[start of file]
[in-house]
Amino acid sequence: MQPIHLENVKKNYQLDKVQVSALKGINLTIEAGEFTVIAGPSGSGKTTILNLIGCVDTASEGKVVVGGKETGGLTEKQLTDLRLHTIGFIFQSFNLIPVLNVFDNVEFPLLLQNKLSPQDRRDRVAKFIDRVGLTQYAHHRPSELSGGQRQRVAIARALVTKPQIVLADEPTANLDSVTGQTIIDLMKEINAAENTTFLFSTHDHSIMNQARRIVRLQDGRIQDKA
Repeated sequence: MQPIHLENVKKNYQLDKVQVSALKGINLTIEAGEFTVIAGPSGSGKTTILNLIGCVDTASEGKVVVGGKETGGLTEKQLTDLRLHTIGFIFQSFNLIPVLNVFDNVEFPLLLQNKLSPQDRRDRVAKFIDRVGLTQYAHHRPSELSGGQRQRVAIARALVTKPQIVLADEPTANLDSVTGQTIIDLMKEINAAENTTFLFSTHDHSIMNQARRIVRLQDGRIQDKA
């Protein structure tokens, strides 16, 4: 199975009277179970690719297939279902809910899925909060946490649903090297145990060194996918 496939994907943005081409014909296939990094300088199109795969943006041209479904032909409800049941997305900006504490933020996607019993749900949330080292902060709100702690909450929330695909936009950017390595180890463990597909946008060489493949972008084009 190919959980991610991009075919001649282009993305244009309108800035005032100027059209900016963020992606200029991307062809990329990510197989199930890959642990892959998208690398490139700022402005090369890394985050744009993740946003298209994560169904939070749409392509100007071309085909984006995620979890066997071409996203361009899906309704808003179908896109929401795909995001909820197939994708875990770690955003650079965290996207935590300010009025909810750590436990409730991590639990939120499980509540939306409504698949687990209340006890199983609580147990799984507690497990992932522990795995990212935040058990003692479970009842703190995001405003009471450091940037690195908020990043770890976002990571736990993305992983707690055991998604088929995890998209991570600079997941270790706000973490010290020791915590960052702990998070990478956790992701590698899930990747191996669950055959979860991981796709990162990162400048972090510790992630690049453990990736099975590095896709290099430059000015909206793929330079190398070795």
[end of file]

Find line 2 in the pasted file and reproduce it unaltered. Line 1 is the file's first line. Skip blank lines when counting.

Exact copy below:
Amino acid sequence: MQPIHLENVKKNYQLDKVQVSALKGINLTIEAGEFTVIAGPSGSGKTTILNLIGCVDTASEGKVVVGGKETGGLTEKQLTDLRLHTIGFIFQSFNLIPVLNVFDNVEFPLLLQNKLSPQDRRDRVAKFIDRVGLTQYAHHRPSELSGGQRQRVAIARALVTKPQIVLADEPTANLDSVTGQTIIDLMKEINAAENTTFLFSTHDHSIMNQARRIVRLQDGRIQDKA